Facebook's reputation for customer satisfaction continues to tarnish while Google+ pops up on a customer satisfaction index for the first time and makes it to the top of the social network pyramid.
The story's an old one by now. Facebook is the Web's most popular site with hundreds of millions of users, but people still don't like it.
Now Google+, which has been dubbed by some as a ghost town, is gaining some traction with a higher customer satisfaction rating, according to the numbers released from the American Customer Satisfaction Index today. According to the new numbers, Facebook's rating drops 8 percent to 61 on a 100-point scale, while Google+ makes its index debut with a 78, putting it in line with Wikipedia.
Social media companies were among the 230 companies measured by the index, and the industry consistently has the lowest-rated companies (social media's overall rating of 69 can only beat airlines, subscription television service, and newspapers).
The ranking was released in partnership with analytics company ForeSee, which determined that Google+ hits all the notes that Facebook misses.
According to the report, Google+ does well because it doesn't have traditional advertising, has more focus on privacy, and provides a better mobile experience. Facebook users, on the other hand, complain about ads and privacy concerns, with the most frequent complaint being changes to the interface, with the most recent one being the introduction of the Timeline.
"Facebook and Google+ are competing on two critical fronts: customer experience and market penetration. Google+ handily wins the former, and Facebook handily wins the latter, for now," Larry Freed, ForeSee's president and CEO, said in a statement. "It's worth asking how much customer satisfaction matters for Facebook, given its unrivaled 800 million user base. But I expect Google to leverage its multiple properties and mobile capabilities to attract users at a rapid pace. If Facebook doesn't feel the pressure to improve customer satisfaction now, that may soon change."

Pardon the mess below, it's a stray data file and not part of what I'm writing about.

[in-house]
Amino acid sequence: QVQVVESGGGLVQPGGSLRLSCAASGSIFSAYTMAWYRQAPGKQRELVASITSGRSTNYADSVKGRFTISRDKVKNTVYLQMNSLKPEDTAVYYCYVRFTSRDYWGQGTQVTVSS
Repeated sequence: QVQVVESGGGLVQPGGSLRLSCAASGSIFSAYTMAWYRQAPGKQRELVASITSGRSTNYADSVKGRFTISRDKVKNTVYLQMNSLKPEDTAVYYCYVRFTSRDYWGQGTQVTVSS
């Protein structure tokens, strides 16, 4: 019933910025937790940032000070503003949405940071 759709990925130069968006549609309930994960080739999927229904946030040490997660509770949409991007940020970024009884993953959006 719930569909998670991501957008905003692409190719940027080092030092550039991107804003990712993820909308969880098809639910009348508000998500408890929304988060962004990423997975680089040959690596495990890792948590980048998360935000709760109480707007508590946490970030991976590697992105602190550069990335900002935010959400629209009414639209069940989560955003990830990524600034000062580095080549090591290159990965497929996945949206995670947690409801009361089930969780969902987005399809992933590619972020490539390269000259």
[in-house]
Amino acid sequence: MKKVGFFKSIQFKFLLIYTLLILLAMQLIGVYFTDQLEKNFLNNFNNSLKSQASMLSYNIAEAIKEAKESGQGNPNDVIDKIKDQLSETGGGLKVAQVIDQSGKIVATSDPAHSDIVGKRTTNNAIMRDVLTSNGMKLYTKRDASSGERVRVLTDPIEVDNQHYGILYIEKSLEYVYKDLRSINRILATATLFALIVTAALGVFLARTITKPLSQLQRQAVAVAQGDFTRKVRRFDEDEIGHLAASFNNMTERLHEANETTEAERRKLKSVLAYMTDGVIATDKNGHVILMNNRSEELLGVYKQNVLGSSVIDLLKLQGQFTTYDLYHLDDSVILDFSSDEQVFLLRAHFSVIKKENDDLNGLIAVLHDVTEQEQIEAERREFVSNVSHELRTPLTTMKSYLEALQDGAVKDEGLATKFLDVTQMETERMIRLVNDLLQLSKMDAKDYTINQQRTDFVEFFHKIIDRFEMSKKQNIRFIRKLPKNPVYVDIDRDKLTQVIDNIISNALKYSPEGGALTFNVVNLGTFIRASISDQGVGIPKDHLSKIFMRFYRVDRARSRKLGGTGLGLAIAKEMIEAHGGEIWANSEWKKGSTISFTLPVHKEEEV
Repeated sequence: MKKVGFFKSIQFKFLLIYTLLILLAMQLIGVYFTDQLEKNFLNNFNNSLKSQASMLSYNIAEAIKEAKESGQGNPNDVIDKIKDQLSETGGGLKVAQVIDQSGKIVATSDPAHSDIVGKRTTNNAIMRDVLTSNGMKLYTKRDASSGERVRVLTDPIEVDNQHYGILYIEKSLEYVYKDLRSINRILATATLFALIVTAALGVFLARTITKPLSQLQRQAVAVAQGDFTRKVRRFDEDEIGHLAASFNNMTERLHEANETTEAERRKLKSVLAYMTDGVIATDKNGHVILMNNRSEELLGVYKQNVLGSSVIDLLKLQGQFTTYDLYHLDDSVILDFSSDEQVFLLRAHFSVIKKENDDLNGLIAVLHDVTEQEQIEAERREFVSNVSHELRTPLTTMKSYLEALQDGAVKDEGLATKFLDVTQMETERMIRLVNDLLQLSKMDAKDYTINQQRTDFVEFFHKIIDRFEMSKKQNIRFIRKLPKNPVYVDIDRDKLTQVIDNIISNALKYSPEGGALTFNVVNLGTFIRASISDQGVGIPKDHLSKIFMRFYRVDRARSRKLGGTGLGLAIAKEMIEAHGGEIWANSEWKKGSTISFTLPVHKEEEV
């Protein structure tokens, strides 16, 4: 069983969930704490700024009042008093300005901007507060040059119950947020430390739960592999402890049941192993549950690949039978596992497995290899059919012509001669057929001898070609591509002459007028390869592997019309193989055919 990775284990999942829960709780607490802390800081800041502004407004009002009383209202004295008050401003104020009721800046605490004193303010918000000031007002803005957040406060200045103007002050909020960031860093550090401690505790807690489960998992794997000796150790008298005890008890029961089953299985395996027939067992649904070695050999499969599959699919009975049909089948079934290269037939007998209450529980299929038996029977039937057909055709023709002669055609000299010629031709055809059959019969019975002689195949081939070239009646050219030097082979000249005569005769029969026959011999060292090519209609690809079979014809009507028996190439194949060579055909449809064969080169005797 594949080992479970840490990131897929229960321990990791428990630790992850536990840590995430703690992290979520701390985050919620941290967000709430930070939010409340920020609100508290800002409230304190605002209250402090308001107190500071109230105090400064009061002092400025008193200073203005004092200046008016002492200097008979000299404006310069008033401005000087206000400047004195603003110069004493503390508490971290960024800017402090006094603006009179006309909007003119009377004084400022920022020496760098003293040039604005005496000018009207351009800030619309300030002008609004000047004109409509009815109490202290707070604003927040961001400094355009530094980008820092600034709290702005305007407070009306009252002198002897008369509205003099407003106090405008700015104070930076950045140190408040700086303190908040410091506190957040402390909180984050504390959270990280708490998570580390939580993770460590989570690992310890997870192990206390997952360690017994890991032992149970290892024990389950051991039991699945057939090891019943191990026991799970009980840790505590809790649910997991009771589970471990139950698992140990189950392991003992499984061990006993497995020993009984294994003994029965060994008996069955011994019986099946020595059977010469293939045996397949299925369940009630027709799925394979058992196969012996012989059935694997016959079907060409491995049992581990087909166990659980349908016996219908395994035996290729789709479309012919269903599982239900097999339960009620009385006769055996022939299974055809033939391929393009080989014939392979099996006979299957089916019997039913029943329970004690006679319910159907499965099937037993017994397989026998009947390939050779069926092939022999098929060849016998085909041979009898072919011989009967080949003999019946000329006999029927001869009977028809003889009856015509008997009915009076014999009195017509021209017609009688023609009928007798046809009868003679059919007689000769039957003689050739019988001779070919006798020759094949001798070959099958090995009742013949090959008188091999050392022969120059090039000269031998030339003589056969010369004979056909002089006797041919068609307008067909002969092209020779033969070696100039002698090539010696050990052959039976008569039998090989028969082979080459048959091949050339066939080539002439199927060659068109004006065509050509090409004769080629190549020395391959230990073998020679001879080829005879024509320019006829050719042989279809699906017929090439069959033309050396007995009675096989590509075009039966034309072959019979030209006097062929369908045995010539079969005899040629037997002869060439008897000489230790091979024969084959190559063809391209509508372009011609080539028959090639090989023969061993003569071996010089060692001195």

It's unclear if the report factors in the fact that there are much fewer people are on Google+, and these numbers come as Facebook's daily Web traffic seems to be bouncing back after a few months of decline.
Still, it's got to hurt Mark Zuckerberg's ego a bit to see another low rating, considering that company's mantra is about making users happy over advertisers. When asked for comment, a Facebook spokesperson said the social network cares about customer satisfaction but did not comment on the report's notes on the specific customer complaints.
"We care deeply about the experience people have on Facebook and that's why we're so focused on building and improving the products we offer," the spokesperson said in a statement. "Giving people the means to interact with the people when they want, where they want and how they want is the most meaningful way for us to make our relationship with people even stronger."
Other social media sites scored were LinkedIn, Pinterest and Twitter, all with scores that were 69 and lower, but higher than Facebook's 61.
Other stats published included rates for search engines and and news sites.
While Google remains on the top of the search engine list with a score of 82, Bing and Ask.com aren't too far behind with scores of 81 and 80, respectively.
"Google is to search what iPad is to the tablet market. Its name is synonymous with the category, and it still dominates 65 percent of searches in the U.S.," Freed said in his statement. "Bing is doing all the right things to be a player in search, but the problem is that Google users are generally satisfied and have little reason to go elsewhere."
For news sites, FoxNews.com has the highest rating for customer satisfaction at 84, which is a 2 percent increase from last year. ABCNews.com trails at 76, with the NYTimes.com at 74 and the HuffingtonPost.com at the bottom with a rating of 69.